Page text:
Growing your own food and medicine will vastly improve your chances of surviving a long-term disaster. Cultivating fruit trees is just one small way to enhance the food sources at your prepper retreat or bug in location.
There are a multitude of trees that are chock full of nutrients like Vitamin C and ingredients for natural remedies that can treat illnesses and major wounds. First, we’ll look at the top 20 edible and medicinal trees every prepper should be familiar with, then we’ll talk about how to make poultices, salves, and mixtures.
Disclaimer: I am not a medical doctor and nothing in this article should be taken as medical advice. Please talk to your doctor before using any of the herbs and/or remedies mentioned in this article.
The bark and leaves from this tree are used to create a wound wash and can be consumed as a tea to treat fever, hemorrhoids, and tonsillitis.
Sure, you can eat the tasty apples, but this classic American fruit tree has a lot more to offer than pie-making ingredients. The bark from apple trees can be consumed to treat diarrhea and fever.
Stewed apples can be used as a laxative to treat constipation. The produce from the tree can be used to make apple cider vinegar, which has a plethora of natural remedy and cleaning uses. Baked apples can be used to make a warm poultice that when placed upon the throat or head can help reduce a sore throat or headache pain.
The leaves and tips of twigs from this tree can be consumed to help treat gout, rheumatism, and jaundice.
A tea created from the bark of this tree has long been used to treat tuberculosis and may also serve as a successful blood cleanser. Poultices made from the leaves of the birch tree may be used to soothe minor to moderate burns and to treat frostbite. Neither type of tea is recommended for consumption by pregnant women.
The tree produces small yet edible nuts. They are not very tasty, but they are safe to eat and contain nutrients the body needs to remain healthy. The spring leaves from the beech tree can be eaten raw or cooked. The interior bark can be consumed after drying and finely chopping the material so it can be used as a flour.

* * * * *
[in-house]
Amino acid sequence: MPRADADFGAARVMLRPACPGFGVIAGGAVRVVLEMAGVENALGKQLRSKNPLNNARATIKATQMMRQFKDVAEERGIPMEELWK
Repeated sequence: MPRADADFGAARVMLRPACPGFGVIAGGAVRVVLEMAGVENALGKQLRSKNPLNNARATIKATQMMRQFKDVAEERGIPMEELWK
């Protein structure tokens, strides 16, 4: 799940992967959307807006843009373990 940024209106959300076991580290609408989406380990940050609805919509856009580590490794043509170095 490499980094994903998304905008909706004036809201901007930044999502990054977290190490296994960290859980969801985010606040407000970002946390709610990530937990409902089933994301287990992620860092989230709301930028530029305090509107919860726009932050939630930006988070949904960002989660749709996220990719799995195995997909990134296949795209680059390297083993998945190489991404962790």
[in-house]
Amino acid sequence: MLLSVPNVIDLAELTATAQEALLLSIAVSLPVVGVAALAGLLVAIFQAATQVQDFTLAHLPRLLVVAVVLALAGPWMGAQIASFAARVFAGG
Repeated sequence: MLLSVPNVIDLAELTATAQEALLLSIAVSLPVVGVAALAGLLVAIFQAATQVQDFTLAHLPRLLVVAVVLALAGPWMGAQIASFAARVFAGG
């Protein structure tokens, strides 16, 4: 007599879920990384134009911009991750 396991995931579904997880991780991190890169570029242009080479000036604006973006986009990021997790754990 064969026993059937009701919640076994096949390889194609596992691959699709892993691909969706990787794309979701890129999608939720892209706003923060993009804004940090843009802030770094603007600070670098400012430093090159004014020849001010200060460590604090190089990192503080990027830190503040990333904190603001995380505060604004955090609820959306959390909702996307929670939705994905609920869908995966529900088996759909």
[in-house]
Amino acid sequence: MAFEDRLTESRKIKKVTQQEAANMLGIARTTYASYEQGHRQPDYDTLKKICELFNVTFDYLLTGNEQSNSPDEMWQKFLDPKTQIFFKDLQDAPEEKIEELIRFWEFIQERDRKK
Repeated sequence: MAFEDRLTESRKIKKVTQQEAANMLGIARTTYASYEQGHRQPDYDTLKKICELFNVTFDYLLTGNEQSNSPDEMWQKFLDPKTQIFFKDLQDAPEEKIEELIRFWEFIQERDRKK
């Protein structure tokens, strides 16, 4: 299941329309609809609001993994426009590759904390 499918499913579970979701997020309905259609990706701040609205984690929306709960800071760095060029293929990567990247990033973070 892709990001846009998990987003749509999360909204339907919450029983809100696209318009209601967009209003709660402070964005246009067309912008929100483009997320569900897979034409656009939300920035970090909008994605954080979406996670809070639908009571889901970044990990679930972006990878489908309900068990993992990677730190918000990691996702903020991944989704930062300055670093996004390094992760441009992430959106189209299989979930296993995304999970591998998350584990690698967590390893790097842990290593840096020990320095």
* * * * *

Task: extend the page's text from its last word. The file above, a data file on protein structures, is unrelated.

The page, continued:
A birch tree can be tapped for syrup. It does not produce as much syrup as a maple tree, but the fluid has a delicious butterscotch taste. The leaves of the tree are rich in Vitamin C and can be consumed after being picked or used in natural medicine recipes.
The leaves from birch trees have often been a singular or primary component in natural medicines created to treat urethra, bladder, and kidney infections and can also be used as a diuretic. The interior bark of the birch tree is edible after being dried and ground so it can be used as a flour. The bark may also be cut into fine strips after being dried and added to stew or soup to act like noodles.
A tea brewed from the bark of this tree can help alleviate the symptoms of the common cold, fever, the flu, and rheumatism.
The tea created from the bark of the elder tree may help treat congestion, break a fever by increasing perspiration, and soothe headache pain.
Both salve and poultices created from elm bark can be used to treat childbirth pain and gunshot wounds. If a poultice is placed on the victim’s abdomen, it may draw out their fever. The bark boasts a high calcium content and may facilitate bone healing, decrease diarrhea, and treat both bowel and urinary problems.
A tea commonly referred to as a “cardiac tonic” is brewed from Hawthorn tree leaves. It is believed to provoke a decrease in blood pressure and therefore helps promote good cardiac health. It is not recommended to consume bark tea for more than two weeks before skipping a week and then resuming the treatment again if necessary.
Nuts from this tree can be consumed and may aid in the treatment of kidney problems. Interior bark is used to make poultices to treat stomach ulcers. When mixed with animal grease, hazelnuts can be used as an insect repellent.
This tree, which is also commonly referred to as a basswood, has edible leaves and flowers. The spring leaves can be eaten raw or cooked. Flower blossoms from the tree can be brewed into a rather delicious tea that can be consumed either hot or cold.
A leaf wound wash or poultice is used to relieve sore eyes and soreness of the breasts for nursing mothers and pregnant women. Bark tea is used to treat kidney infections, the common cold, and bronchitis. Maple seeds can be boiled or cooked and consumed. Smaller seeds are sweet but larger seeds often boast a bitter flavor.
Remove the outer skin of the seed and then boil until they become soft, approximately 15 minutes. Add spices to taste, preferably salt and butter, and then bake at around 350 degrees for about 10 minutes.
13. Mountain Holly
Spring buds and twigs from the mountain holly tree were once used by Native Americans to treat fever, diarrhea, stomach ulcers, and jaundice. Leaves can be brewed into a tea to treat cold and flu symptoms.